Aug 31, 2006

Deep linked video increases exposure, bandwidth costs

AOL and Microsoft video services are deep linking to public TV content, reports Dennis Haarsager via his Technology 360 blog, which allows users to access pubcasters' video while bypassing their home pages (and sponsor messages). The search engines generate much more traffic than sites can attract on their own, but "the desire to control content we produce runs deep within the television industry, so it's bound to stir things up as more people realize . . . how some video sites are accessing content," Haarsager writes. In addition, "bandwidth costs are going to be impacted by links you don't control." AOL includes advertising on its video search page but Microsoft, which added video search to its Windows Live Beta, does not for the time being.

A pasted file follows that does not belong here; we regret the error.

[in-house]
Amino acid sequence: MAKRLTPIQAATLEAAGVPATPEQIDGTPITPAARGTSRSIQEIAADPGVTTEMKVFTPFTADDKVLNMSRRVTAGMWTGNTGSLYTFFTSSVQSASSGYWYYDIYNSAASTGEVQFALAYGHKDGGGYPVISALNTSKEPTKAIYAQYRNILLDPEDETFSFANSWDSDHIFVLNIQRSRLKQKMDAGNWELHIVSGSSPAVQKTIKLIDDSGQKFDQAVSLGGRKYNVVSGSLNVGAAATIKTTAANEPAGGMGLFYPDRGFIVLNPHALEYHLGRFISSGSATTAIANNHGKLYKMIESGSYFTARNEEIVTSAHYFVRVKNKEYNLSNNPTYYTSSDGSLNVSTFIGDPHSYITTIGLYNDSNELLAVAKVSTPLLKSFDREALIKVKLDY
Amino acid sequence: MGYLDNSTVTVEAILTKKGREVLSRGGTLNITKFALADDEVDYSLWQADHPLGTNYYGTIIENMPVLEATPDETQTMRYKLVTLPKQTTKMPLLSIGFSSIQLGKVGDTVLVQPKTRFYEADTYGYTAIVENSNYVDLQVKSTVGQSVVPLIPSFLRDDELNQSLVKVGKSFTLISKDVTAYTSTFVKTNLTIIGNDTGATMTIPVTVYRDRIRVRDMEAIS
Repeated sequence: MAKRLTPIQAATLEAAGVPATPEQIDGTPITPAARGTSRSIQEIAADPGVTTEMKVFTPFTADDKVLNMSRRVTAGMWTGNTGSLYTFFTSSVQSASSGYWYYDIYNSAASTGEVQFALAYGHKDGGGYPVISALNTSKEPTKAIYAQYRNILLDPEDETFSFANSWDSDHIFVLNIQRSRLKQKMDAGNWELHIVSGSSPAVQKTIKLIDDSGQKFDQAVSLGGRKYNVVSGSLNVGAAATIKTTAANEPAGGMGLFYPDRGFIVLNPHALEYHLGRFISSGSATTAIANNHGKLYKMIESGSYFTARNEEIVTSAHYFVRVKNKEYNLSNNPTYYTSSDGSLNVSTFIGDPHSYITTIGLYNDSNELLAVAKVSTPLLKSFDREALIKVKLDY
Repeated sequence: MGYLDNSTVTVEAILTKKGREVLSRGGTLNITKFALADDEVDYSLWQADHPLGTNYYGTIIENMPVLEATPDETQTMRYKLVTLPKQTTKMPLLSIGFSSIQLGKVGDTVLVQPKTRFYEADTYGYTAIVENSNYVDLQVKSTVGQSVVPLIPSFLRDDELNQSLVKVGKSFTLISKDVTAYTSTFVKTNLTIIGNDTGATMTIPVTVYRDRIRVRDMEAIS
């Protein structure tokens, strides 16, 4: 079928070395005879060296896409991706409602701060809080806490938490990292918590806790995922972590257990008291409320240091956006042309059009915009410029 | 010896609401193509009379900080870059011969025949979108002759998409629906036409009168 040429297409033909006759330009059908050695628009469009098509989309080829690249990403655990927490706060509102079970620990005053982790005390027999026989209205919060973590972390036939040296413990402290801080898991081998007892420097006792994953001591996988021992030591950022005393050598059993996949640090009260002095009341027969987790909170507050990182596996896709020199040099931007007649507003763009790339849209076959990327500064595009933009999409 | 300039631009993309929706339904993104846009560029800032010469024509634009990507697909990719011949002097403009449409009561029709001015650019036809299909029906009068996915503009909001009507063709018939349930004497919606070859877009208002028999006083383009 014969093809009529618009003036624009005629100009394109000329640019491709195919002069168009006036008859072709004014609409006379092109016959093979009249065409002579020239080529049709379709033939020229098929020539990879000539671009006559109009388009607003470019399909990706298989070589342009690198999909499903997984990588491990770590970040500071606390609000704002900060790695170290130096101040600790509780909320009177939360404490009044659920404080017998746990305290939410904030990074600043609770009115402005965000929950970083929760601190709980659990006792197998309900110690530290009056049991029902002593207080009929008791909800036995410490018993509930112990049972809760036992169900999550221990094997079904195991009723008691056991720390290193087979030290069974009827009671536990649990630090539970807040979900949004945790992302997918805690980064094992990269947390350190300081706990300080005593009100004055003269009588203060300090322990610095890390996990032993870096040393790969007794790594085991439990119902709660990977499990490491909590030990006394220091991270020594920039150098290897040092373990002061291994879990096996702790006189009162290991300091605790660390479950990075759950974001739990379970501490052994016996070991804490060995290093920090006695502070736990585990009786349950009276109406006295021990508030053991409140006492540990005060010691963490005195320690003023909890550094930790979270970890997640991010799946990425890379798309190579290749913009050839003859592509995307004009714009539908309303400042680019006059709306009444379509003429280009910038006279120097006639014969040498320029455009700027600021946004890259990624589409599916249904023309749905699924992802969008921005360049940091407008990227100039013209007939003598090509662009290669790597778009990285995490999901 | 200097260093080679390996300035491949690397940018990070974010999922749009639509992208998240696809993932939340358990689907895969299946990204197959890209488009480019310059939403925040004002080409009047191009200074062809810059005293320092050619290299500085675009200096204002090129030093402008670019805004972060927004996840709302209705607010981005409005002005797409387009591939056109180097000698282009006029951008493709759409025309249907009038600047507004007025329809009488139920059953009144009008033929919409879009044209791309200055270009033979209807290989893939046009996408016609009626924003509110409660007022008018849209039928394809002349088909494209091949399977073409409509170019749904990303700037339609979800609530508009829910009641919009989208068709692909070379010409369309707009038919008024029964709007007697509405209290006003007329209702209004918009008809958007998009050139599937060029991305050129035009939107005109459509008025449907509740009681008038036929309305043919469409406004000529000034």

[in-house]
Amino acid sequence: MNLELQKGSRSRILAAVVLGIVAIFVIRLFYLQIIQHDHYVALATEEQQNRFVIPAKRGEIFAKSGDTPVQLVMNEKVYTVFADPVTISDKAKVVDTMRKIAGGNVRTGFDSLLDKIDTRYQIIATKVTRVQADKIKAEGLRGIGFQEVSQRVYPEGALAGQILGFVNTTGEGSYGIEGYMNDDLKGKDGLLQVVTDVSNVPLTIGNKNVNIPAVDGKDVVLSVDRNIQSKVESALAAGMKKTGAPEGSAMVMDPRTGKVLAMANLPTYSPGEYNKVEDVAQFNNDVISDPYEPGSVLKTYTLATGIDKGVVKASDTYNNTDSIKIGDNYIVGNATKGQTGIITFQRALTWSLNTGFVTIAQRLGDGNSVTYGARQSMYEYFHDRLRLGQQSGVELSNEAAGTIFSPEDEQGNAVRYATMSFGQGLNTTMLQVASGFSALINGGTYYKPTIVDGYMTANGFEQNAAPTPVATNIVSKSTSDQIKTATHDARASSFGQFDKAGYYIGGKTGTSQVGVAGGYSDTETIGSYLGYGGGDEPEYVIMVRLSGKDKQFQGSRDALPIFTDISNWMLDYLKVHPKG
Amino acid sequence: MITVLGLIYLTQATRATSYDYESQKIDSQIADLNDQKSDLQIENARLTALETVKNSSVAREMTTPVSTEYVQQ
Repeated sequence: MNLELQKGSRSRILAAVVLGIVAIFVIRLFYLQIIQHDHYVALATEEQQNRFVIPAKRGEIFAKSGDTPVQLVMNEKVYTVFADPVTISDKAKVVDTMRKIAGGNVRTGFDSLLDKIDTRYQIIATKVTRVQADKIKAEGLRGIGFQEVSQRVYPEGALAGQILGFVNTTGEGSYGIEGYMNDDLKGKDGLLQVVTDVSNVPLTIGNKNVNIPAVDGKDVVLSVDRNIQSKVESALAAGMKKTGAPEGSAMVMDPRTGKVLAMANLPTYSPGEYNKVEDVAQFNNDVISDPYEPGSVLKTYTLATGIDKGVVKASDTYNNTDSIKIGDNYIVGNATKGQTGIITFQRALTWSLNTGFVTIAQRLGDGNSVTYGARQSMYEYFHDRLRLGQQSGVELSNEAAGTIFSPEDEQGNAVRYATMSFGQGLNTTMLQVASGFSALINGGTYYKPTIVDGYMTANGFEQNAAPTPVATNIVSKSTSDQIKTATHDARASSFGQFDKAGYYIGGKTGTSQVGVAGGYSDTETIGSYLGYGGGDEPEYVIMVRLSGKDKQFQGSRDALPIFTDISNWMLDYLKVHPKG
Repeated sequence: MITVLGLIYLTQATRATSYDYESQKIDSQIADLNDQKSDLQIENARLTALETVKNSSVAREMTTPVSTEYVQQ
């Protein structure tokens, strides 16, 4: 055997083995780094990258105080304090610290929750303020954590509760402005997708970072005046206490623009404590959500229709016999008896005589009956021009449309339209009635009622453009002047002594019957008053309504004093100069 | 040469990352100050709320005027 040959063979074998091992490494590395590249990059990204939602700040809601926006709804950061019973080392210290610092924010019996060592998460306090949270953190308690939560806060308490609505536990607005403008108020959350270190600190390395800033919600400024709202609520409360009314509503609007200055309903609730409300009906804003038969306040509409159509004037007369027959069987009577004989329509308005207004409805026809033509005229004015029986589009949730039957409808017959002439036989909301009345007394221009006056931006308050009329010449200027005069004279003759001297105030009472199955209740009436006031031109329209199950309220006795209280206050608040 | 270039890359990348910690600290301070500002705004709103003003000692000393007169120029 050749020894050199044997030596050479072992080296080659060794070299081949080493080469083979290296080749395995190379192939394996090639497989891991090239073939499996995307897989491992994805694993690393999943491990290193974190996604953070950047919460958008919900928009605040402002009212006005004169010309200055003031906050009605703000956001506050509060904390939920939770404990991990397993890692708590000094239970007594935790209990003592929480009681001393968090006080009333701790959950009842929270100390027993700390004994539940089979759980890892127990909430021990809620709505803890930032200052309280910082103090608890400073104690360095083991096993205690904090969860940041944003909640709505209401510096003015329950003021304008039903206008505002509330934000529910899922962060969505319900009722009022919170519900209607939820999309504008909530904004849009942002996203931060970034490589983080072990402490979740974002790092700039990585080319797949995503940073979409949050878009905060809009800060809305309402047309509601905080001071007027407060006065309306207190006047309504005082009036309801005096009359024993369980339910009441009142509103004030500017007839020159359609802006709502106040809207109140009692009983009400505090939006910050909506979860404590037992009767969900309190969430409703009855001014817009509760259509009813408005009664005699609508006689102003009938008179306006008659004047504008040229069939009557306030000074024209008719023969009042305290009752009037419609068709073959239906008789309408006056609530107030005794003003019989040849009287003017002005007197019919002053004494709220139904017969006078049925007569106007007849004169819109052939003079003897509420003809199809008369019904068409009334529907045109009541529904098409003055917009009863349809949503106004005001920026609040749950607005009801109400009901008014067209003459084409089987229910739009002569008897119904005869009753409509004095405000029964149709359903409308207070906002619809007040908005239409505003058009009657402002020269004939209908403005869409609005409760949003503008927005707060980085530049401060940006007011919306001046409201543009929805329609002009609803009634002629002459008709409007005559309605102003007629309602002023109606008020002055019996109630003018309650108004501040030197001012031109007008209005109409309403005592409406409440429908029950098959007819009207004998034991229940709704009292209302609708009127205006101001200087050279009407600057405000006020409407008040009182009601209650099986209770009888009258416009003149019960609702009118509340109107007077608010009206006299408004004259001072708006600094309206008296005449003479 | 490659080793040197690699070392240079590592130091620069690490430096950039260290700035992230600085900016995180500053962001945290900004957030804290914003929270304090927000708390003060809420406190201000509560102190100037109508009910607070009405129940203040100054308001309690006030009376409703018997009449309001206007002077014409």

Tomlinson to lose another broadcasting post?

A Senate panel is tabling President Bush's re-nomination of former CPB chair Kenneth Tomlinson to the Broadcasting Board of Governors in the wake of a damning probe into his actions as U.S. broadcast chief, Reuters reports (via the Washington Post). The BBG oversees government international programming like Voice of America, Radio Sawa and Radio and TV Marti. Tomlinson's current term as BBG chair ends when Congress adjourns later this year, but President Bush could re-install him without opposition with a recess appointment. Elsewhere, a Bloomberg columnist wonders "Why do preachy Republicans behave so badly?"

Will AIR help to rehab journalism's image?

Journalism thinkers hope WNET's "AIR: America’s Investigative Reports" gives "the profession a badly needed image boost," reports the New York Times. The weekly public affairs show, which debuts Friday, will showcase notable news investigations.